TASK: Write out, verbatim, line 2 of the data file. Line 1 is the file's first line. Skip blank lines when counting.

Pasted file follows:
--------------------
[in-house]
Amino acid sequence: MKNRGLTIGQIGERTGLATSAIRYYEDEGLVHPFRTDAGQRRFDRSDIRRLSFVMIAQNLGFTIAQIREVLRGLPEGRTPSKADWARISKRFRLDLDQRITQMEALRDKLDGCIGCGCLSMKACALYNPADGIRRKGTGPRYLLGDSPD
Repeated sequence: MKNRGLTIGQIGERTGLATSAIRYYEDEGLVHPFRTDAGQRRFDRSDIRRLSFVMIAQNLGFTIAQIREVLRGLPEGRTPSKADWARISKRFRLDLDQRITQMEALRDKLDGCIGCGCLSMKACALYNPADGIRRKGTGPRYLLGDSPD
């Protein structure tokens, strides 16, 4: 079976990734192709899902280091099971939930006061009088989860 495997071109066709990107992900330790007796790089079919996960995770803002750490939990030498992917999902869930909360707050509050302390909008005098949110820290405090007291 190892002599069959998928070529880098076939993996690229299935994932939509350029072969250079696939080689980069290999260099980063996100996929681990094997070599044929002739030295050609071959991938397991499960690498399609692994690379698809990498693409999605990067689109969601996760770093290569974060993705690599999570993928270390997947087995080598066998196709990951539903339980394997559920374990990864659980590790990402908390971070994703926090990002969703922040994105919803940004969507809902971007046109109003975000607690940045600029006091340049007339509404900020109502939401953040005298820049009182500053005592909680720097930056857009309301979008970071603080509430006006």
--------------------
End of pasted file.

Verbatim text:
Amino acid sequence: MKNRGLTIGQIGERTGLATSAIRYYEDEGLVHPFRTDAGQRRFDRSDIRRLSFVMIAQNLGFTIAQIREVLRGLPEGRTPSKADWARISKRFRLDLDQRITQMEALRDKLDGCIGCGCLSMKACALYNPADGIRRKGTGPRYLLGDSPD